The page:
Features ~ Sonoma Valley Sun


Sailor of the Unknown Tomb

Posted on May 22, 2008 by Sonoma Valley Sun

The Veterans Group of Sonoma Valley will be holding a Memorial Day Observance on May 26 at 11 a.m. at the Sonoma Veterans Memorial Park. Ryan Lely

Americans have been fighting and dying in wars for longer than we’ve officially been commemorating them.
In 1868, just after the Civil War, Union General John Logan decreed that May 30 would be designated “for the purpose of strewing with flowers or otherwise decorating the graves of comrades who died in defense of their country during the late rebellion, and whose bodies now lie in almost every city, village, and hamlet churchyard in the land.” Decoration Day, as it was soon known, became Memorial Day by an act of Congress in 1971. Monday will see mourners laying flowers and flags across the nation, including Sonoma Veterans Memorial Park on First Street West.
But a witness to America’s first and founding conflict rests somewhere uphill from his later comrades. Two bronze plaques at the corner of Laurel Lane and Palm Drive in Sonoma’s Mountain Cemetery mark what may (or may not) be the approximate gravesite of Capt. William Smith – the only known Revolutionary War veteran buried in California.

Smith was born Nov. 14, 1768 in Flowerdew Hundred, Va., one of the original James River plantations and today a national historical site. He died in Sonoma May 5, 1846 in the First Street East adobe of General Vallejo’s brother-in-law, Jacob P. Leese – ironically, about five weeks before the Bear Flag Revolt, when Sonoma was still part of Mexico.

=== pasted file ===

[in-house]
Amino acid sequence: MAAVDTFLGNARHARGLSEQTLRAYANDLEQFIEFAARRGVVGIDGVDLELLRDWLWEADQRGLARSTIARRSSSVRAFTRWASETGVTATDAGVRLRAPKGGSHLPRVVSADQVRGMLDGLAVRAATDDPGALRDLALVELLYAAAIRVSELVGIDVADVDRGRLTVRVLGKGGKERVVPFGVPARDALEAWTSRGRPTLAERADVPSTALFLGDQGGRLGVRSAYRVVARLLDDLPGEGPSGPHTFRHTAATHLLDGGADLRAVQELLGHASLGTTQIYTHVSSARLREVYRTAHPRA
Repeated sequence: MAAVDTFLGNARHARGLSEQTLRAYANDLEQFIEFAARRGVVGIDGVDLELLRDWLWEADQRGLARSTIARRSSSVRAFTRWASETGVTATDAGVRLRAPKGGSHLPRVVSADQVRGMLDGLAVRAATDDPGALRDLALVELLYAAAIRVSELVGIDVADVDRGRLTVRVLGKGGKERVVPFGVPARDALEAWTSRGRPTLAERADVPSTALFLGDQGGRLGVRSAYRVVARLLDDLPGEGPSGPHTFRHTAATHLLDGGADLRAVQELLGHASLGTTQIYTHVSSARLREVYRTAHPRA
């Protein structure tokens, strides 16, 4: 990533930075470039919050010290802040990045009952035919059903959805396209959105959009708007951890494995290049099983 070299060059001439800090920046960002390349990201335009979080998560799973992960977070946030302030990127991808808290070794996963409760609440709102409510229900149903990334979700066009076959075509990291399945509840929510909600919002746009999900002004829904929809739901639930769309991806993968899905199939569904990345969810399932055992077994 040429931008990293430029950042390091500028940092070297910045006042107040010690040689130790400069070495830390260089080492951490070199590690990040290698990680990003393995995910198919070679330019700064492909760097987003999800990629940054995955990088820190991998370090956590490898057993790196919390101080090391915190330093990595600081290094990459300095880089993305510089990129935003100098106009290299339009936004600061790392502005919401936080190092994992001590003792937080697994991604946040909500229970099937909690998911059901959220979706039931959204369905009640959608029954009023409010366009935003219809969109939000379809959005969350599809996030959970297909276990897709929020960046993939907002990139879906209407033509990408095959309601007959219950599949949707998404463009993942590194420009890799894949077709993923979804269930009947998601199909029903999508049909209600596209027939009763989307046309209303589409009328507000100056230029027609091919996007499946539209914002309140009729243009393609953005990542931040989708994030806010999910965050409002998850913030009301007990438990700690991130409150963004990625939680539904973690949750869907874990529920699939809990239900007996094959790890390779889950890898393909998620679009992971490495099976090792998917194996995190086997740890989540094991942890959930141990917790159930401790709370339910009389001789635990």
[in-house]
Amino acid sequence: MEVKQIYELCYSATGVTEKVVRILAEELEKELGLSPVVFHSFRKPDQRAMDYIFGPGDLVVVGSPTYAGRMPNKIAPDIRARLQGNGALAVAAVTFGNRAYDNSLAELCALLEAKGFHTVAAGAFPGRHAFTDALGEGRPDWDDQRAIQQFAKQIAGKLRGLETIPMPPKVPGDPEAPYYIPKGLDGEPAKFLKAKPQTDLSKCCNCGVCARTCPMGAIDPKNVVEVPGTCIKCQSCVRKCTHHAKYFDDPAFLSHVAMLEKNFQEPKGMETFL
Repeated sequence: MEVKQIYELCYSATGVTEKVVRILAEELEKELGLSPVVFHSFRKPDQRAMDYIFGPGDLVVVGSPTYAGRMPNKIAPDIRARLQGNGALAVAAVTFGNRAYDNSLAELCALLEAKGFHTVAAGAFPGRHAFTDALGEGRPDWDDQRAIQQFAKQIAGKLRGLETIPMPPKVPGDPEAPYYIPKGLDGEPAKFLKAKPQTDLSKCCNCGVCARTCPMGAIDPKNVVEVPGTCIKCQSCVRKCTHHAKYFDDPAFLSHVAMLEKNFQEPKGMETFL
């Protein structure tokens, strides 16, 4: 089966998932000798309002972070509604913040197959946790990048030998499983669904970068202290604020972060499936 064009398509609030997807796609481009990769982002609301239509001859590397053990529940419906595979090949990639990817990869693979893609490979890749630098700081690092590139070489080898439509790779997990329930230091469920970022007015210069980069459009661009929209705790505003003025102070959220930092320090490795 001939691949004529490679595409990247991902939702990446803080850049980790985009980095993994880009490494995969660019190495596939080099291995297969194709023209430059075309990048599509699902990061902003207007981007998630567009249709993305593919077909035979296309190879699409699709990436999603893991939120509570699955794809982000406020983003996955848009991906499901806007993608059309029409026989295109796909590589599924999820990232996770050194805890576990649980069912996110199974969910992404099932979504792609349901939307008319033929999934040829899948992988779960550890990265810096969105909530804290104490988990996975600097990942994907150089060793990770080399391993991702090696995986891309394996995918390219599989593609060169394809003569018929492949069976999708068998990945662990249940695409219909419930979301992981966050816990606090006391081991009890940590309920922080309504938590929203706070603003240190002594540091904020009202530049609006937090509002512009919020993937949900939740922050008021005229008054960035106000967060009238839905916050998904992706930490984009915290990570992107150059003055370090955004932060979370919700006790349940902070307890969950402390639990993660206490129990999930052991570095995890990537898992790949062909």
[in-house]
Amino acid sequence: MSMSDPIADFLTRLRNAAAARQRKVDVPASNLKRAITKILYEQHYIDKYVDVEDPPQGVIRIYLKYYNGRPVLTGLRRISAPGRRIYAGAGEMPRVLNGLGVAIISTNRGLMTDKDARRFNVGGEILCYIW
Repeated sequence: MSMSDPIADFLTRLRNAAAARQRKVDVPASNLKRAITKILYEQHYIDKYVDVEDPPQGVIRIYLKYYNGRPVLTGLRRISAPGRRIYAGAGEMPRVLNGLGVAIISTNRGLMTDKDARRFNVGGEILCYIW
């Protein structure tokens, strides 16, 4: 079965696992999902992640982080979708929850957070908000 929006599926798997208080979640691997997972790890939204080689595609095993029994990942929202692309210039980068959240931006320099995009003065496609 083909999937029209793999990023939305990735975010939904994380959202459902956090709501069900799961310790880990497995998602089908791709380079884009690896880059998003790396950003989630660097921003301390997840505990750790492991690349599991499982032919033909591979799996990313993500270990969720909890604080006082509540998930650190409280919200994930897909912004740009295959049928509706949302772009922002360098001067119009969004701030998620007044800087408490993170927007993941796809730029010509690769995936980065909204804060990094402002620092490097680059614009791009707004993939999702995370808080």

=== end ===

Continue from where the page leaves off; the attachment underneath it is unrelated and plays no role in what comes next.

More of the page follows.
What little is known of Smith’s life comes from letters and newspaper clippings gathered during an unsuccessful search for Smith’s exact gravesite by the Daughters of the American Revolution. Having joined the Virginia Navy at age 11, Smith served with his father in the ships Manly, Jefferson and Tarter and continued his seafaring after the Revolutionary War ended in 1783. Seven years later he had made 23 round-trip voyages to the West Indies before moving to Boston. He didn’t stay there very long, however; the next 20 years saw him making one China run and eight round-the-world voyages under the auspices of the Bryant and Sturgis Line, who held a near-monopoly on the California hide and tallow trade.
Smith reached the California coast in 1800, where he made the acquaintance of Captain George Vancouver, who explored the Pacific Coast from Oregon to Alaska. During the season of 1810—11, Smith sailed to Canton, China with a load of 63,000 seal and otter skins which he picked up from a station on the Farallon Islands. The next five years saw Smith engaged in the sandalwood trade between Hawaii and Southeast Asia, and by 1816 he was back in California as captain of the Albatross – and nearly arrested for smuggling in Santa Barbara. Somewhere in the Pacific Northwest the Albatross became shipwrecked, and Smith lost everything – including his journals. He was eventually rescued, and returned briefly to Boston in 1819 before settling in California. So well known was Smith on the West Coast that Bryant and Sturgis’ captains were ordered to look after the aging seaman and let him sail about as he wished, including an unsuccessful voyage to Boston in 1832 in search of surviving relatives.
Smith came to Sonoma in the 1840s. He spent his last days with his friend Jacob Leese. who notified the United States Consul in Monterey of Smith’s death in a quaintly handwritten letter dated May 8, 1846:
“The Night previous to his Death I discovered he was a loosing his Speech. I spoke to him and asked him if he has consulted with himself to leav this world. He said not, but said to me god bless you and all the children, and requested I should take care of him which was all and the last he spoke. […] I Enterd him with all the formalteys of his Church the (Episcopal) on the South Cide of the Sonoma Mountain North of the Town in a verry Noted Place.”
That place is now rumored to lie beneath one of Mountain Cemetery’s paved roadways, though two plaques (one installed in 1965 and the other in 1994) now commemorate Smith’s life. And though markers crumble and flowers fade, the memory of Smith and his fellow veterans – from Boston to Baghdad – will be with us each Memorial Day.

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